Although wheel bearings last for 85,000 miles to 100,000 miles, you should check and maintain your wheel bearings every 25,000 miles to 30,000 miles. Any mechanical spare part that rotates, rolls, and rubs just as much as the wheel bearings do can run the risk of wearing out faster than other components. Luckily, issues with the wheel hub assembly or its bearing are immediately noticeable.
Indicators of a Worn Out Wheel Hub Assembly
Noise is one the most identifiable symptoms of a worn out wheel hub assembly. As the wheel bearings are housed in sealed rings with sufficient dose of lubricants, any consumed amount in the wheel bearings can increase the friction between the steel balls or rollers. If foreign objects such as sand, dirt, or little particles of metal enter the wheel bearings, noise will occur. The most common sounds you will hear are cyclic noises such as growling, rumbling, a whine, or a moan.
Another typical indicator of a worn wheel hub assembly is a loss of steering control and your vehicle feeling less responsive or pulling in a certain unintended direction. If your vehicle has the tendency to wander or you feel a pull in the steering wheel, that could be a significant indicator that your wheel hub assembly needs replacement.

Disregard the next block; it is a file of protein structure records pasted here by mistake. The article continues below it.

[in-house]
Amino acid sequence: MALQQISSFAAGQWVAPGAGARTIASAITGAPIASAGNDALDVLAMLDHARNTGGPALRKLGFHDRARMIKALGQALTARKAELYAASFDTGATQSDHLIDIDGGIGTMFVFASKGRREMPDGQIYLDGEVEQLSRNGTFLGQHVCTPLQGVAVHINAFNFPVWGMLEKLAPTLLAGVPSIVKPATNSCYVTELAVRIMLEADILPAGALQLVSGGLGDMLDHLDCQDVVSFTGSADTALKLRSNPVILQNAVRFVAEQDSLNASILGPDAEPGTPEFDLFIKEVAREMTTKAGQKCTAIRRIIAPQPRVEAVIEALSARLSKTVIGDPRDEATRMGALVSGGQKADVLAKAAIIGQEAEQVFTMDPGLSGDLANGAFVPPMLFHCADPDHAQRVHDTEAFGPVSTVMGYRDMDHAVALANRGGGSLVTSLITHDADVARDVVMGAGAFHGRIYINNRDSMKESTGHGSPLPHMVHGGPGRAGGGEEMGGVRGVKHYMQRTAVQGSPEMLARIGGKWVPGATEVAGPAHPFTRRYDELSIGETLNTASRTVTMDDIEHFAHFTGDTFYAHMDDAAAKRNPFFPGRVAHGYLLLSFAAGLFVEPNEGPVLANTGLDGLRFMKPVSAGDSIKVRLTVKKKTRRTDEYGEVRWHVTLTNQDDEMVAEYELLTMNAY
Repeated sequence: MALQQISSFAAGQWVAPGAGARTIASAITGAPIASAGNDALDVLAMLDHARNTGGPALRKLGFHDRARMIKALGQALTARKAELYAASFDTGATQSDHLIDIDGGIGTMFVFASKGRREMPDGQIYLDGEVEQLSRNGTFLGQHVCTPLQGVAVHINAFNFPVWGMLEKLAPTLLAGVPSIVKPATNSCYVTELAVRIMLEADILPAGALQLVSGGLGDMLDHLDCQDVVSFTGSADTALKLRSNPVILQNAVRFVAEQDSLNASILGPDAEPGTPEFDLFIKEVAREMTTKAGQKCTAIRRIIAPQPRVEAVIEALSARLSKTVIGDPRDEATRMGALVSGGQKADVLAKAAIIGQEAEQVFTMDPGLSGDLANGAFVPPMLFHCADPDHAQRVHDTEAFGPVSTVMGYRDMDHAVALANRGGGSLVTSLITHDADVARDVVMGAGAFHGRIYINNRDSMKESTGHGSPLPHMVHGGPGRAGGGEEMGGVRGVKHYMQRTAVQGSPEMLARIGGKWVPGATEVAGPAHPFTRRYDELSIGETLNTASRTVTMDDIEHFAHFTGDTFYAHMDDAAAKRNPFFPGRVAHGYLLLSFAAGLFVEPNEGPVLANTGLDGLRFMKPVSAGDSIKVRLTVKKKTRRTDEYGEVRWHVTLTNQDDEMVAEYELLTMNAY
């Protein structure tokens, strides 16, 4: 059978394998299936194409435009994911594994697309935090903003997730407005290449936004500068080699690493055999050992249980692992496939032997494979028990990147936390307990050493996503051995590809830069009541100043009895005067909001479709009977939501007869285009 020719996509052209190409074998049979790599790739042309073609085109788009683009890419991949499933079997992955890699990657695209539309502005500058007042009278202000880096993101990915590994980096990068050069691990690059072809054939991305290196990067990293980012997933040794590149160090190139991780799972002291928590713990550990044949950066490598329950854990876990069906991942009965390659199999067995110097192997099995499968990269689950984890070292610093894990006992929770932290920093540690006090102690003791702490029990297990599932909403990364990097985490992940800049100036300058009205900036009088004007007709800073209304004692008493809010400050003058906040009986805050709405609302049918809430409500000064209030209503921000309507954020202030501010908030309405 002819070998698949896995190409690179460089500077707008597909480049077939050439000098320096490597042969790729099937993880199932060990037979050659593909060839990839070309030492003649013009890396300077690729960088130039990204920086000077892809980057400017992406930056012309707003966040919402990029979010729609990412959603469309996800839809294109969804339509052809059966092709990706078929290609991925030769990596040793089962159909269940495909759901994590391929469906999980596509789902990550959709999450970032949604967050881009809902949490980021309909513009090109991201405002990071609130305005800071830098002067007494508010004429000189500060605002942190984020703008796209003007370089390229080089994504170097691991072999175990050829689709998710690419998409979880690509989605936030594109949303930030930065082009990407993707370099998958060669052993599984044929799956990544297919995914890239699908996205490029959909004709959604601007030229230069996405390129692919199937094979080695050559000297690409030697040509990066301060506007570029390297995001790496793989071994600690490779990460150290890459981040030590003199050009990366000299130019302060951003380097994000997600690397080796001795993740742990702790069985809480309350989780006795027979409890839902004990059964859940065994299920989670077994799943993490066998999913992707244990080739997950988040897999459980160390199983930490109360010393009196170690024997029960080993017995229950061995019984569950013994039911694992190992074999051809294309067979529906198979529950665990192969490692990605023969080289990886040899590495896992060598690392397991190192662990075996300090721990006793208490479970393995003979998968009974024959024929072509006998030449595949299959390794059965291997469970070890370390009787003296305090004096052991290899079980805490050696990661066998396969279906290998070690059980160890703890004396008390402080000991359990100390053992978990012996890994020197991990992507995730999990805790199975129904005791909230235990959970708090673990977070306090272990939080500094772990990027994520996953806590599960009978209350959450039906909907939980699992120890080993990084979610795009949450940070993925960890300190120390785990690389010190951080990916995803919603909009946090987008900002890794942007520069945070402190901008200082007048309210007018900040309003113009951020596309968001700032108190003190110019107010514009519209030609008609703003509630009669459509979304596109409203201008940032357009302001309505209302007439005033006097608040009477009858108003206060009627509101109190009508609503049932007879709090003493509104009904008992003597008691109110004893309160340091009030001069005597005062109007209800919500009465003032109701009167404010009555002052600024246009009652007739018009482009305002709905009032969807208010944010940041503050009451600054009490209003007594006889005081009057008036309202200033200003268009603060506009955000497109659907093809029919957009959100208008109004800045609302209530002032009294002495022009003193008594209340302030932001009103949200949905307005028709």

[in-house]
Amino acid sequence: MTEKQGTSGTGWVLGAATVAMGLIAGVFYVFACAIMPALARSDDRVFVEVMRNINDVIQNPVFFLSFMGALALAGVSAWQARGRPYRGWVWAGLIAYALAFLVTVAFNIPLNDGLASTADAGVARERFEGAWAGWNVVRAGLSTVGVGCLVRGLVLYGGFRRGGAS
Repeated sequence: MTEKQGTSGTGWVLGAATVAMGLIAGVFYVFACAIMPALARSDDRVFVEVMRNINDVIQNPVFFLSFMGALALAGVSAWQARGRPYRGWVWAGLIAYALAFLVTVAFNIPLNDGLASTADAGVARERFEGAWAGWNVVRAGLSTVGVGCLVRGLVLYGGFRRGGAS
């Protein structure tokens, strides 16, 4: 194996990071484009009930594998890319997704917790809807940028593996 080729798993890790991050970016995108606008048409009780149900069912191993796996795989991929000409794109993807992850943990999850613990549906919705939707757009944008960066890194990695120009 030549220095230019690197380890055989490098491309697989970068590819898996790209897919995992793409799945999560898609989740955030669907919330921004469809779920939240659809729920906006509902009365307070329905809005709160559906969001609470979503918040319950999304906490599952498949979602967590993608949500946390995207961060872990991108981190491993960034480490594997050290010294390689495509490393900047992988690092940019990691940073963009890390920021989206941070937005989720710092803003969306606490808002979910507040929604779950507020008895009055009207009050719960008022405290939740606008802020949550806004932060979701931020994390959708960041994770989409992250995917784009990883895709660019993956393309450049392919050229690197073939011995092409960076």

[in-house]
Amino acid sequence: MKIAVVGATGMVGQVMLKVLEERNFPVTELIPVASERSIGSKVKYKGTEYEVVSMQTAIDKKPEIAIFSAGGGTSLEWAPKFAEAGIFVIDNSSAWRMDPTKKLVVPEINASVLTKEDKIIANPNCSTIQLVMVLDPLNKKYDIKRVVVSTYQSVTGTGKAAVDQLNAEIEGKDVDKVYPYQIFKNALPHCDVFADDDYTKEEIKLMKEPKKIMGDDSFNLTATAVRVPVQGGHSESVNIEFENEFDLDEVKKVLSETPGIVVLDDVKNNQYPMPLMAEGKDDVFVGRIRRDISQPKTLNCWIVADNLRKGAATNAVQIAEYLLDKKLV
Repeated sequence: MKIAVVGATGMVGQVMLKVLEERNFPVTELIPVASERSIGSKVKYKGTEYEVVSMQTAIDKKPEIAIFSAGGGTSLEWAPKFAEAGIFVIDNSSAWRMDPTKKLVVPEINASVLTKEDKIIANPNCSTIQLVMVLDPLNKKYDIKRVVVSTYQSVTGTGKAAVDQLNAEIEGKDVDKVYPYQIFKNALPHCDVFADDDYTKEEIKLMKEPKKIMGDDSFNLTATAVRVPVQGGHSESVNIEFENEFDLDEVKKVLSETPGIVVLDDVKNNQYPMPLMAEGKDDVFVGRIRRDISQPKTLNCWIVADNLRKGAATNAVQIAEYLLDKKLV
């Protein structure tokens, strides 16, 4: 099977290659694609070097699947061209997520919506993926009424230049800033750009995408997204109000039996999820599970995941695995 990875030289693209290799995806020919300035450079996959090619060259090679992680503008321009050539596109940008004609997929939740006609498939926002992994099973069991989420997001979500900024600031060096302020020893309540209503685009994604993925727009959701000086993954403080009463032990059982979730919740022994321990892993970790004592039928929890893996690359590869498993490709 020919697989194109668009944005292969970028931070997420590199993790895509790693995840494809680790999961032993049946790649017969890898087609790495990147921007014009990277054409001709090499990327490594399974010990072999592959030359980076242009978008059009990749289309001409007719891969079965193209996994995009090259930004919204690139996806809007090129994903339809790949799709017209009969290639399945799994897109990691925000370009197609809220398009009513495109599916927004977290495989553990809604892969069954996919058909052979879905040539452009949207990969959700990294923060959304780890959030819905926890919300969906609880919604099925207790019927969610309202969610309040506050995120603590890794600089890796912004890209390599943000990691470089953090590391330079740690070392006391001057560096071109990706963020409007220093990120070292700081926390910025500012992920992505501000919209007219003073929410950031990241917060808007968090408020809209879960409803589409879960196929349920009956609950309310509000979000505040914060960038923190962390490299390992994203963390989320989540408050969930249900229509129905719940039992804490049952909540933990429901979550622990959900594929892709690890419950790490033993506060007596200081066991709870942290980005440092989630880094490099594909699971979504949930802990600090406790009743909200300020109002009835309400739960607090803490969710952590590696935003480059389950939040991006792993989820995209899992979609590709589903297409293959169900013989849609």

Uneven tire wear is also a clear sign that your wheel bearings and hub assembly are failing. When wheel bearings start to fail, they loosen in their housing, giving your wheel a slight wobble. If your tires look damaged despite regular maintenance, this can mean worn out wheel bearings.
How to Maintain Your Wheel Hub Assembly
One of the quickest ways to determine the issue that lies with your wheel hub assembly is to jack your car up in the air and spin the tires by hand. If you feel any roughness or excessive drag, then that could show bad wheel bearing failure. Your car’s manual will tell you the right amount of movement that is acceptable.
Your ABS warning light will also serve as a good maintenance tool to determine if your hub assembly will need replacement. Any vehicle with anti-lock brakes may have speed sensors attached to the hub assembly. Worn wheel bearings interfere with the sensor ring’s functionality, leading to the appearance of your ABS warning light. Diagnose your ABS with a scanning tool to confirm that the problem is your wheel bearings.